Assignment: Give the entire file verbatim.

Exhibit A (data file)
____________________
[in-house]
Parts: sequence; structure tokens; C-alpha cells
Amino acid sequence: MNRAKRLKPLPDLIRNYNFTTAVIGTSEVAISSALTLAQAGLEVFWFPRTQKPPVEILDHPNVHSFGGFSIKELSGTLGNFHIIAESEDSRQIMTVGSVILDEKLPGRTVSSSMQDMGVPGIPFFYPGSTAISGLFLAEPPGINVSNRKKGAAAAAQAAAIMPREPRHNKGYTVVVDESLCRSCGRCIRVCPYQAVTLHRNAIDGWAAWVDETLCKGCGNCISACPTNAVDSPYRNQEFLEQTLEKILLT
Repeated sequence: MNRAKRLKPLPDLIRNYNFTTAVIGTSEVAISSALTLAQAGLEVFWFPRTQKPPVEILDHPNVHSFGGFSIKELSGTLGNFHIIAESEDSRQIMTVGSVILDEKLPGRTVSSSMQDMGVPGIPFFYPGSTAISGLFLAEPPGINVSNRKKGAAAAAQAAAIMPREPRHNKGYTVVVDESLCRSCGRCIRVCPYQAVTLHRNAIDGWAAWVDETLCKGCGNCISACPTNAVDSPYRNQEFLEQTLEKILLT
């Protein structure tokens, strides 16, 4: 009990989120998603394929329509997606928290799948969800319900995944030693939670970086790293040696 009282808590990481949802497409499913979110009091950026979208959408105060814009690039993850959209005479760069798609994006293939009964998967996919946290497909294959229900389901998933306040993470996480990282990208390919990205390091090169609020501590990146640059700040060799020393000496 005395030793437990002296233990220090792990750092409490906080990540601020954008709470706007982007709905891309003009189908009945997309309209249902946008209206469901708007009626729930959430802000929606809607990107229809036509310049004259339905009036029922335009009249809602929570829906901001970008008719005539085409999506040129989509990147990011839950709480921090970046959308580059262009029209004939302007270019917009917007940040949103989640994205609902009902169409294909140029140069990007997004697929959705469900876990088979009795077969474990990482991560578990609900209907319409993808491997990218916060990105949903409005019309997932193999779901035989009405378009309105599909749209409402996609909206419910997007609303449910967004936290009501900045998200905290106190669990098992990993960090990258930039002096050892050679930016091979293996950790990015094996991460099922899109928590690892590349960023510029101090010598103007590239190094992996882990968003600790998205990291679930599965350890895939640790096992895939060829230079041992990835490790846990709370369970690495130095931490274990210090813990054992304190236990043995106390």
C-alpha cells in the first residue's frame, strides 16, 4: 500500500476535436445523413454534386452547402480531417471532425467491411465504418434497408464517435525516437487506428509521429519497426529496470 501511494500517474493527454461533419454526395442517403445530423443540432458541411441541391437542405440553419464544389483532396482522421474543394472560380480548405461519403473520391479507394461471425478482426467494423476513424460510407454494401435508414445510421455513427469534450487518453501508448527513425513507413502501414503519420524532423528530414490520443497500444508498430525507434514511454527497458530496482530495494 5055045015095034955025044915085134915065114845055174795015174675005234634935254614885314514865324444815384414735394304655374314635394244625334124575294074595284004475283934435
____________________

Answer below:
[in-house]
Parts: sequence; structure tokens; C-alpha cells
Amino acid sequence: MNRAKRLKPLPDLIRNYNFTTAVIGTSEVAISSALTLAQAGLEVFWFPRTQKPPVEILDHPNVHSFGGFSIKELSGTLGNFHIIAESEDSRQIMTVGSVILDEKLPGRTVSSSMQDMGVPGIPFFYPGSTAISGLFLAEPPGINVSNRKKGAAAAAQAAAIMPREPRHNKGYTVVVDESLCRSCGRCIRVCPYQAVTLHRNAIDGWAAWVDETLCKGCGNCISACPTNAVDSPYRNQEFLEQTLEKILLT
Repeated sequence: MNRAKRLKPLPDLIRNYNFTTAVIGTSEVAISSALTLAQAGLEVFWFPRTQKPPVEILDHPNVHSFGGFSIKELSGTLGNFHIIAESEDSRQIMTVGSVILDEKLPGRTVSSSMQDMGVPGIPFFYPGSTAISGLFLAEPPGINVSNRKKGAAAAAQAAAIMPREPRHNKGYTVVVDESLCRSCGRCIRVCPYQAVTLHRNAIDGWAAWVDETLCKGCGNCISACPTNAVDSPYRNQEFLEQTLEKILLT
């Protein structure tokens, strides 16, 4: 009990989120998603394929329509997606928290799948969800319900995944030693939670970086790293040696 009282808590990481949802497409499913979110009091950026979208959408105060814009690039993850959209005479760069798609994006293939009964998967996919946290497909294959229900389901998933306040993470996480990282990208390919990205390091090169609020501590990146640059700040060799020393000496 005395030793437990002296233990220090792990750092409490906080990540601020954008709470706007982007709905891309003009189908009945997309309209249902946008209206469901708007009626729930959430802000929606809607990107229809036509310049004259339905009036029922335009009249809602929570829906901001970008008719005539085409999506040129989509990147990011839950709480921090970046959308580059262009029209004939302007270019917009917007940040949103989640994205609902009902169409294909140029140069990007997004697929959705469900876990088979009795077969474990990482991560578990609900209907319409993808491997990218916060990105949903409005019309997932193999779901035989009405378009309105599909749209409402996609909206419910997007609303449910967004936290009501900045998200905290106190669990098992990993960090990258930039002096050892050679930016091979293996950790990015094996991460099922899109928590690892590349960023510029101090010598103007590239190094992996882990968003600790998205990291679930599965350890895939640790096992895939060829230079041992990835490790846990709370369970690495130095931490274990210090813990054992304190236990043995106390």
C-alpha cells in the first residue's frame, strides 16, 4: 500500500476535436445523413454534386452547402480531417471532425467491411465504418434497408464517435525516437487506428509521429519497426529496470 501511494500517474493527454461533419454526395442517403445530423443540432458541411441541391437542405440553419464544389483532396482522421474543394472560380480548405461519403473520391479507394461471425478482426467494423476513424460510407454494401435508414445510421455513427469534450487518453501508448527513425513507413502501414503519420524532423528530414490520443497500444508498430525507434514511454527497458530496482530495494 5055045015095034955025044915085134915065114845055174795015174675005234634935254614885314514865324444815384414735394304655374314635394244625334124575294074595284004475283934435